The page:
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As a business owner, advertising your products or services is a great way to draw in new customers. However, it would help to be careful not to engage in bait advertising. For instance, if you advertise low prices but intend to avoid honouring that price when a customer enquires about it. Indeed, Australian Consumer Law (ACL) makes it illegal to engage in bait advertising. This article will outline bait advertising and how to protect your business from engaging in it.
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What is Bait Advertising?
Sometimes, a business might suggest an alternative product to the customer or ask them to purchase the original product at a higher price. Then, the business may explain the higher price by claiming they do not have enough product supply.
Keep in mind that according to ACL, a business only needs to be aware of the circumstances that would prevent them from being able to meet their advertised offer to be found breaching this law. This is a low threshold. Therefore, it is easy to catch businesses engaging in this behaviour.
Rebates, Gifts or Redemptions
If a business is providing or promoting a good or a service, it is also illegal to offer free incentives when they have no intention of making good on these offers. This might include:
- prizes; or
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Consider the following case. Here, a car dealer advertised Ford Falcon XD Sedan and a Holden Commodore Sedan for sale. They offered the vehicles for sale at a special price of $2,990 in a full-page advertisement in a newspaper. The ad showed pictures of the cars and the heading said ‘$300 cash deposit or your car as a full deposit’. The car dealer advertised each one with reference to ‘$22.59 a week’. However, the advertisement’s footnote said ‘prices remain for one week’ and that ‘all vehicles in stock at the date of compiling advertisement’.
When a customer came to purchase the vehicle, the car dealership salesman said the advertisement proposals were unavailable and he would have to speak to his manager. The customer returned later that day to see the manager, at which point, another individual intercepted him, saying that he had just bought the cars.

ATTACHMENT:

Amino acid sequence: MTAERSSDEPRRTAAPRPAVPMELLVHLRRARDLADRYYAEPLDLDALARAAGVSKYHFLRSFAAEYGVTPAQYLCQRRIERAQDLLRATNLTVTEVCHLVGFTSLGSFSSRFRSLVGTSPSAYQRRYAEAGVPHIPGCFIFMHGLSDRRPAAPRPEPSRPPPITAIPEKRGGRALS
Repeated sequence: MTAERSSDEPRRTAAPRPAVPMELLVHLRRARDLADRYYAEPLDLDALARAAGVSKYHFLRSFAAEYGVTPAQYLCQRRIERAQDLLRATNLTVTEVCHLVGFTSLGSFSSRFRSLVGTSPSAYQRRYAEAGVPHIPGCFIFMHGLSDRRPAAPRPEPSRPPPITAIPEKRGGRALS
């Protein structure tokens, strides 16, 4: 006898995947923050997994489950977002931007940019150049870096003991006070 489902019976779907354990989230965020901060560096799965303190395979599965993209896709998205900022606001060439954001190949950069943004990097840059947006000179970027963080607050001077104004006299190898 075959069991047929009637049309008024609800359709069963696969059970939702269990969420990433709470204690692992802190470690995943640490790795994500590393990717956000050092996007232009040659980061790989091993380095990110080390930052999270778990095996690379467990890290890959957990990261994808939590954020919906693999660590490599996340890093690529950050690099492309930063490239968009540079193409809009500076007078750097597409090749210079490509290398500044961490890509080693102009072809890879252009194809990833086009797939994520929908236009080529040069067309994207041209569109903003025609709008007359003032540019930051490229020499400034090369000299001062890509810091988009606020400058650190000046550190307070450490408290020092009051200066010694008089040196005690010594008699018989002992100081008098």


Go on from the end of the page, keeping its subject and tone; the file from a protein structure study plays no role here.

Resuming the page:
He then offered them for sale at a higher price. The customer left and later called the dealership. He confirmed with them that the cars were, in fact, still available for purchase.
This case is a clear example of bait advertising where the dealership did not intend to offer the cars for the purchase price of $2,990. Instead, they used the offer to entice potential customers to their premises and informed them of the higher price.
How to Protect Your Business
To ensure you don ot inadvertently use bait advertising when offering special prices or promotions, you must consider offering that product for a reasonable period and in reasonable quantities.
This means that you should ask whether:
- you have sufficient stock to satisfy the anticipated consumer demand; and
- your offer is reasonable for the industry or market my business operates in.
For example, if you sell custom furniture, your promotion promising a handcrafted dining table in two days may be unrealistic and could be perceived as bait advertising.
Advertising your products and services is a great way to attract new customers. However, you should ensure you do not engage in bait advertising. Indeed, ACL outlines guidelines for advertising and makes bait advertising illegal.
If you require assistance understanding your obligations when advertising, our experienced advertising compliance lawyers can assist as part of our LegalVision membership. For a low monthly fee, you will have unlimited access to lawyers to answer your questions and draft and review your documents. Call us today on 1300 544 755 or visit our membership page.
Frequently Asked Questions
Bait advertising might include advertising low prices but not intending to honour that price when a customer enquires about it. Sometimes, a business might suggest an alternative product to the customer or ask them to purchase the original product at a higher price. Then, the business may explain the higher price by claiming they don’t have enough product supply.
If a business is providing or promoting a good or a service, it is also illegal to offer free incentives when they have no intention of making good on these offers. This might include rebates, prizes or gifts.
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